In addition to having more total hits than Pierzynski, Jacque Jones also hit 6 more doubles, and 21 more homeruns. If we relied solely on batting average as our measure of offensive production, we would have no idea of this disparity.

The upshot of this is that batting average doesn’t tell us what we’ve been led to believe it does. In truth, all batting average really tells us is how often a player gets any kind of hit across less than all his times at the plate. Its biggest flaws are that it ignores potentially valuable plate appearances by relying on at-bats and it treats all hits as equal weight. These weaknesses make batting average not very informative for assessing the value of contributions of players. Jones and Pierzynski both had .300 batting averages in 2002 – but did they really have the equally productive seasons? If batting average can’t help us answer this question, which other metrics might?

More Complete Measures: OBP and SLG

Fundamentally, a plate appearance for a batter can end two ways – he can make an out or not make an out. In a standard, nine-inning game a team gets 27 outs to score more runs than their opponent. As outs are then a finite resource, not making an out – in any of the myriad of ways that a plate appearance can end without making an out (hit, walk, hit by pitch, and more) – is arguably the most important thing for a batter to do. On-Base Percentage (OBP) is the metric to use to measure this. When compared to batting average, OBP is a much more complete measure because it factors in events like walks and hit by pitches to the numerator and includes those two plus sacrifice hits in the denominator. This corrects for the first flaw of batting average – not including all outcomes of a player’s time at bat – that we covered above. More simply put, OBP measures the number of times a player got on base divided by the number of times he came to the plate. It can be read and spoken like batting average as well, maintaining that simplicity of a single number for comparisons. In 2002, Jones’ OBP was .341 compared to Pierzynski’s .334.

But, like before, we’re still weighting the outcomes the same with OBP. A single and homer are treated as equal value with this measure. And that is where Total Bases (TB) and Slugging Percentage (SLG) come in. These are simple calculations that help us to account for the fact that all hits are not weighted equally. To calculate total bases, you simply multiply the type of hit by the number of bases it yields. So, a single is 1 base, a double is worth 2, and so on. Revisiting the table and stats for Jones and Pierzynski, we can really start to see the differences between their performance:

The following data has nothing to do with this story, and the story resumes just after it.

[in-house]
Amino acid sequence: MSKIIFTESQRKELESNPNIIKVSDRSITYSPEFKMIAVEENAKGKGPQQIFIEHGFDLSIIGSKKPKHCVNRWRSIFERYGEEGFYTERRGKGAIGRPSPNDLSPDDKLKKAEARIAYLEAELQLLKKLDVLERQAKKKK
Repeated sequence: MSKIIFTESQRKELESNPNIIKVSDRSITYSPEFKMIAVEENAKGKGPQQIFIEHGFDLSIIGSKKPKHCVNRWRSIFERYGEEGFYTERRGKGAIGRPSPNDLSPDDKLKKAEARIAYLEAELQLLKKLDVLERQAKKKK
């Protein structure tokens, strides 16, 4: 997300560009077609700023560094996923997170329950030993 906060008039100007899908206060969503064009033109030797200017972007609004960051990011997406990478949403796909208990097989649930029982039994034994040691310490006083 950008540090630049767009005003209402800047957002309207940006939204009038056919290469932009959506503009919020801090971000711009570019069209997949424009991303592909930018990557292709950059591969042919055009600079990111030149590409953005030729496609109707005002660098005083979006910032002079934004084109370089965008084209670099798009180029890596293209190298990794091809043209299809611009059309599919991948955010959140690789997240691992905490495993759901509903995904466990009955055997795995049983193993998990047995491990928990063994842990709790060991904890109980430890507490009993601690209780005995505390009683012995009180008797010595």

Largely on account of his 21 additional homeruns, Jones accumulated 102 more bases from his hits in 2002 than Pierzynski. But talking about raw counts of bases is clunky when the language of the game tends to be more centered around rate statistics. We can take total bases and turn it into a comparable figure to batting average and OBP called slugging percentage by dividing by a player’s at-bats. In this case, using at-bats as the denominator is OK because the only source of total bases are hits, which can only be gotten in an at-bat. We aren’t leaving anything out by using at-bats here.

Collectively, batting average, on-base percentage, and slugging percentage are referred to as a player’s “triple-slash” line and they are frequently presented together (BA/OBP/SLG), often without labels. In 2002, the triple slash lines for our two examples were:

  • Jones: .300 / .341 / .511
  • Pierzynski: .300 / .334 / .439

These figures give us a more complete understanding of a player’s production than batting average alone. We can quickly see that Jones got on base slightly more frequently and slugged at a significantly higher rate.

But how do we know that OBP and SLG are better measures of offensive production? Again, when you get down to the very foundation of the game, an offensive player’s job is to avoid making outs in order to create opportunities to score runs. To determine which measure is best for contributing to scoring runs for the team, we can use correlation analysis.

I pulled data for the past twenty Twins’ seasons (2000-2019) from and ran correlation analyses of BA, OBP, and SLG against the team’s runs scored per game. The closer to 1.00 a correlation figure is, the more closely the data are related. As the table below shows, it’s clear that on-base percentage and slugging are simply better predictors of scoring runs than batting average.

After this, you might be thinking “great, now I have to use three numbers all the time, instead of just one? It was easier when we just had one number.” Not to worry reader, the sabermetrics world understands that pain and has one final measure that takes the improvements offered by OBP and SLG and rolls them up into one clean metric.

Weighted On Base Average (wOBA)